Neptune Oyster, North End, Boston
I’m always up for a bit of decadence. You don’t get hips like mine from being restrained.
But there’s the everyday sort of decadence (which involves a bit of cake with breakfast, and a bit with lunch, and hell, some with dinner, too) and then there’s the once-every-few-months-or-my-heart-will-suffer kind of decadence. And Neptune Oyster in Boston’s North End falls into the latter category.
After a meal there, I looked at my husband and declared myself in need of a shower and a cigarette. And I don’t even smoke.
Like the Duck Tours, Neptune came at the recommendation of our pal Ryan, who I’ve since declared purveyor of all guilty pleasures and a bad dietary influence (I mean this in the best way possible).
We met at Neptune at 12:30. There was a massive crowd, but we were seated pretty quickly – only a 15 minute wait or so. But – hey, fifteen minutes can seem like a long time, so some of us might have had a pre-lunch cannoli. Again, I blame Ryan.
Neptune is cramped and lovely. Though you are packed in like sardines (which, by the way, are available on Thursdays), the restaurant is covered in cool white tile, which helps stave away any feelings of claustrophobia. It’s clean and a bit chilly – and smells strongly of seafood and lemon.
If you don’t like shellfish, or are a vegetarian, be warned: this is not the place for you. Even if you don’t order it (which is hard to do; virtually everything on the menu contains seafood), it will be mere inches from your face.
For me, though, it was positively heavenly. We began with raw oysters. All meals should start thusly.
Rand and I decided to share our entrees, since we’d just eaten breakfast, and accidentally devoured street cannoli a mere 10 minutes prior (note to self: “street cannoli” sounds positively dirty). I ordered the octopus gazpacho (which was technically an appetizer) and he got the heated lobster roll. We erroneously thought we’d be able to finish all of it.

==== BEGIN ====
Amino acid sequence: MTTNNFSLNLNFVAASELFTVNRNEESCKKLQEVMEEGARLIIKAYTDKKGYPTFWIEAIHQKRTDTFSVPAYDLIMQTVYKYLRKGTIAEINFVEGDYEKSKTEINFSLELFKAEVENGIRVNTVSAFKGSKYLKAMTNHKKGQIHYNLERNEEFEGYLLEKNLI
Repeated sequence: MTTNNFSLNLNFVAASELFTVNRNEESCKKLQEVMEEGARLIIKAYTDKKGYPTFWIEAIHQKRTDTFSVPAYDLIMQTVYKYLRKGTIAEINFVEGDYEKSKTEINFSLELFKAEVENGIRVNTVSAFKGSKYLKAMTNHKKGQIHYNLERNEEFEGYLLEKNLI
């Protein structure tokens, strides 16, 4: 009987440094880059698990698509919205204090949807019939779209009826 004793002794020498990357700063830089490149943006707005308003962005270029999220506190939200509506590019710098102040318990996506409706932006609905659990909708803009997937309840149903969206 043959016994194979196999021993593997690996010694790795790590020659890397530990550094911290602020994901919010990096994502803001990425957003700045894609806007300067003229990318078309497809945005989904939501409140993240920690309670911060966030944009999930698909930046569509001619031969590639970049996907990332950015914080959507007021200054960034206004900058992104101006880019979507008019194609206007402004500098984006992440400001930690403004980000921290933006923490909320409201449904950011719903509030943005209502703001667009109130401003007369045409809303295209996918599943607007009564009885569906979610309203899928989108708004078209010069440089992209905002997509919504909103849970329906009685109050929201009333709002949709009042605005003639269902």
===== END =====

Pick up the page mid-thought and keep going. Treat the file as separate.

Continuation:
Traditionally, lobster rolls are served cold and heaping with mayo. This is somewhat horrifying to Rand and I (neither of us are fans of the pus-colored condiment. It’s one of the shared views that helps make our marriage strong). So when we found out that Neptune had a hot version, smothered with melted butter instead of mayo, we were all for it.
What we did not realize is that the roll would be positively soaking with rich, creamery butter. So much so that the soft grilled bread fell apart when we tried to lift it. We ended up digging in straight with our forks and fingers.
And though I usually eschew sandwiches after they’ve lost their structural integrity, I was not at all unhappy about this:
My gazpacho was a nice, tart counterpoint to the buttery sandwich. It was cool and smooth and velvety. The waitress assured me that there was no cream in it, but I found this hard to fathom. It felt like a quart of full-fat milk had been poured in there.
At the center of the soup was an island of tender octopus pieces, paired with heirloom tomato halves, and dusted with paprika.
After our meal, we somehow left the restaurant, despite barely being able to move, and heaved ourselves down the block. As we walked, I voiced my desires for a cigarette and a shower. A few people attempted to chuckle, despite their full tummies. Someone merely burped in reply.
And when I realized that neither a shower nor a cigarette was in my immediate future, I contemplated another cannoli. Because if you are going to jump into the deep end of decadence, you might as well make big splash, right? (And let’s face it: with my hips, big splashes are the only ones I can make).
Tips for visiting Neptune Oyster:
- I suspect this place gets mobbed on weekends, so you’ll want to try an early or slightly late lunch on a weekday. We were there at 12:30, and it wasn’t too long of a wait (and when we passed by at 11:30, which is right when they open, there were plenty of empty tables). Note: they don’t take reservations, and they won’t even put your name on the list until your entire party has arrived.
- This place is not cheap. Our sandwich was a staggering $25. And my soup was close to $20.
- There’s no kiddie menu, so unless your little ones are hardcore foodies, you might want to skip this place.
- If it is at all humanly possible, consider saving some room for dessert. Modern Pastry is just down the street, and it’s absolutely worth a visit.
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